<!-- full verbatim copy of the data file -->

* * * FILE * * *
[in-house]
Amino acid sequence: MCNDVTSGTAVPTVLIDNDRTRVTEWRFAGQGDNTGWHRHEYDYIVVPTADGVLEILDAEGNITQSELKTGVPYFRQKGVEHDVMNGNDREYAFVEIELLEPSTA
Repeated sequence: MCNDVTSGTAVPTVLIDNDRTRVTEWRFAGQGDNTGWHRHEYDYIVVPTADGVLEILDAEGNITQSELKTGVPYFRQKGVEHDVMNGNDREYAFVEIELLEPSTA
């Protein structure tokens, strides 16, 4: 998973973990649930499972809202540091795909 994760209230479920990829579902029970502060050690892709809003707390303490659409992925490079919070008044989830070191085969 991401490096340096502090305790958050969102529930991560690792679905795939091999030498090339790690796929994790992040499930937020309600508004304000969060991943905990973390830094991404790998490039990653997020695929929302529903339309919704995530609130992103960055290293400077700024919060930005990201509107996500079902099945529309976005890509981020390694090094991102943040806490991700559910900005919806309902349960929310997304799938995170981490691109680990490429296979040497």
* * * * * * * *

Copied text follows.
[in-house]
Amino acid sequence: MCNDVTSGTAVPTVLIDNDRTRVTEWRFAGQGDNTGWHRHEYDYIVVPTADGVLEILDAEGNITQSELKTGVPYFRQKGVEHDVMNGNDREYAFVEIELLEPSTA
Repeated sequence: MCNDVTSGTAVPTVLIDNDRTRVTEWRFAGQGDNTGWHRHEYDYIVVPTADGVLEILDAEGNITQSELKTGVPYFRQKGVEHDVMNGNDREYAFVEIELLEPSTA
């Protein structure tokens, strides 16, 4: 998973973990649930499972809202540091795909 994760209230479920990829579902029970502060050690892709809003707390303490659409992925490079919070008044989830070191085969 991401490096340096502090305790958050969102529930991560690792679905795939091999030498090339790690796929994790992040499930937020309600508004304000969060991943905990973390830094991404790998490039990653997020695929929302529903339309919704995530609130992103960055290293400077700024919060930005990201509107996500079902099945529309976005890509981020390694090094991102943040806490991700559910900005919806309902349960929310997304799938995170981490691109680990490429296979040497």